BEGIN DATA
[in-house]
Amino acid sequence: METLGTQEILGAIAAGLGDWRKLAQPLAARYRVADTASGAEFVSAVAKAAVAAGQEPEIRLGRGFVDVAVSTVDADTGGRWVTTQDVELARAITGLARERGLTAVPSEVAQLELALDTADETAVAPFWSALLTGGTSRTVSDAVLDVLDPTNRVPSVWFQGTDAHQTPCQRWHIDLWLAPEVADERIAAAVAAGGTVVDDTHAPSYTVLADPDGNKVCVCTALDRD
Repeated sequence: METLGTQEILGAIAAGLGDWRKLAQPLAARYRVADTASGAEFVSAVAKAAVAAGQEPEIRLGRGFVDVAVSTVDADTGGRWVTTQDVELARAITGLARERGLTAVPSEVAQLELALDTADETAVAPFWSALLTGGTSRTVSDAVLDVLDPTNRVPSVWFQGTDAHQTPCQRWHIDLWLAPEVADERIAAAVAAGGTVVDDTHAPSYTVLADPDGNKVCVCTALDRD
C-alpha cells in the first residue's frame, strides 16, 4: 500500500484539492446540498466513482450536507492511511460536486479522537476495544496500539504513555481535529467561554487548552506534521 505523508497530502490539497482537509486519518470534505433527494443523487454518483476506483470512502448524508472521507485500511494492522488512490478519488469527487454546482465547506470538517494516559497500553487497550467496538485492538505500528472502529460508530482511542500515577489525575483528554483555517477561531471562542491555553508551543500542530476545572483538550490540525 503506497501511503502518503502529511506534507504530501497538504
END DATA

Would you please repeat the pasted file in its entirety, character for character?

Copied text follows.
[in-house]
Amino acid sequence: METLGTQEILGAIAAGLGDWRKLAQPLAARYRVADTASGAEFVSAVAKAAVAAGQEPEIRLGRGFVDVAVSTVDADTGGRWVTTQDVELARAITGLARERGLTAVPSEVAQLELALDTADETAVAPFWSALLTGGTSRTVSDAVLDVLDPTNRVPSVWFQGTDAHQTPCQRWHIDLWLAPEVADERIAAAVAAGGTVVDDTHAPSYTVLADPDGNKVCVCTALDRD
Repeated sequence: METLGTQEILGAIAAGLGDWRKLAQPLAARYRVADTASGAEFVSAVAKAAVAAGQEPEIRLGRGFVDVAVSTVDADTGGRWVTTQDVELARAITGLARERGLTAVPSEVAQLELALDTADETAVAPFWSALLTGGTSRTVSDAVLDVLDPTNRVPSVWFQGTDAHQTPCQRWHIDLWLAPEVADERIAAAVAAGGTVVDDTHAPSYTVLADPDGNKVCVCTALDRD
C-alpha cells in the first residue's frame, strides 16, 4: 500500500484539492446540498466513482450536507492511511460536486479522537476495544496500539504513555481535529467561554487548552506534521 505523508497530502490539497482537509486519518470534505433527494443523487454518483476506483470512502448524508472521507485500511494492522488512490478519488469527487454546482465547506470538517494516559497500553487497550467496538485492538505500528472502529460508530482511542500515577489525575483528554483555517477561531471562542491555553508551543500542530476545572483538550490540525 503506497501511503502518503502529511506534507504530501497538504